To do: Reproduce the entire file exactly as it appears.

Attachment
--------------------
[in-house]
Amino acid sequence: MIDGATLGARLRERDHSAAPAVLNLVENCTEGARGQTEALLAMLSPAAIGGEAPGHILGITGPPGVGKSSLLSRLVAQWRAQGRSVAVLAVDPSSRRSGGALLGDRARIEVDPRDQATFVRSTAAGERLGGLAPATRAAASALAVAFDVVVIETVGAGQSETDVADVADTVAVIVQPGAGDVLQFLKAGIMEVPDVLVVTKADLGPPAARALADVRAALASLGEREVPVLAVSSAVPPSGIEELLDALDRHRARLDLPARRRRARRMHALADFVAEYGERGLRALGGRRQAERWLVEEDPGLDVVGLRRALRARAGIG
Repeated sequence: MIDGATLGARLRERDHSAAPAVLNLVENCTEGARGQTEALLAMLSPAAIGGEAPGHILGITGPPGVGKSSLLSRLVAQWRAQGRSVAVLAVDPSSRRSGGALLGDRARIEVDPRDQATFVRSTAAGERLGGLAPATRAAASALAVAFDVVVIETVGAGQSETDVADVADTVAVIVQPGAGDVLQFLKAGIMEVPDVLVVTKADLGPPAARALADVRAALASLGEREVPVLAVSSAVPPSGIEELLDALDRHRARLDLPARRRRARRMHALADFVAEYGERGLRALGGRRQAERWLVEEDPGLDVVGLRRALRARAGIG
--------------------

[in-house]
Amino acid sequence: MIDGATLGARLRERDHSAAPAVLNLVENCTEGARGQTEALLAMLSPAAIGGEAPGHILGITGPPGVGKSSLLSRLVAQWRAQGRSVAVLAVDPSSRRSGGALLGDRARIEVDPRDQATFVRSTAAGERLGGLAPATRAAASALAVAFDVVVIETVGAGQSETDVADVADTVAVIVQPGAGDVLQFLKAGIMEVPDVLVVTKADLGPPAARALADVRAALASLGEREVPVLAVSSAVPPSGIEELLDALDRHRARLDLPARRRRARRMHALADFVAEYGERGLRALGGRRQAERWLVEEDPGLDVVGLRRALRARAGIG
Repeated sequence: MIDGATLGARLRERDHSAAPAVLNLVENCTEGARGQTEALLAMLSPAAIGGEAPGHILGITGPPGVGKSSLLSRLVAQWRAQGRSVAVLAVDPSSRRSGGALLGDRARIEVDPRDQATFVRSTAAGERLGGLAPATRAAASALAVAFDVVVIETVGAGQSETDVADVADTVAVIVQPGAGDVLQFLKAGIMEVPDVLVVTKADLGPPAARALADVRAALASLGEREVPVLAVSSAVPPSGIEELLDALDRHRARLDLPARRRRARRMHALADFVAEYGERGLRALGGRRQAERWLVEEDPGLDVVGLRRALRARAGIG